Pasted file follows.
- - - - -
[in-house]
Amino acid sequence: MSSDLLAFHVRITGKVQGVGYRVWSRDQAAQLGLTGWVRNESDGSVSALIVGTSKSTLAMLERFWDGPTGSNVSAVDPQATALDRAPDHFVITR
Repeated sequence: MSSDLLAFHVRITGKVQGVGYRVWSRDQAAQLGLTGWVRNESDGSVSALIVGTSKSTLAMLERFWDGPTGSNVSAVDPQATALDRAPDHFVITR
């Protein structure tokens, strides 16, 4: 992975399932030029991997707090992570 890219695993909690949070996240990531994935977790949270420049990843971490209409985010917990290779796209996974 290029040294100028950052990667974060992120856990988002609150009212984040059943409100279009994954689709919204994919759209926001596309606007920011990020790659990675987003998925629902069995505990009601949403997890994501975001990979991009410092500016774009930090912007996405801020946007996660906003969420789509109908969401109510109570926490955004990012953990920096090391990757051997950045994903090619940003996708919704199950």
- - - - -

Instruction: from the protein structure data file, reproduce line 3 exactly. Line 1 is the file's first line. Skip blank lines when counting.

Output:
Repeated sequence: MSSDLLAFHVRITGKVQGVGYRVWSRDQAAQLGLTGWVRNESDGSVSALIVGTSKSTLAMLERFWDGPTGSNVSAVDPQATALDRAPDHFVITR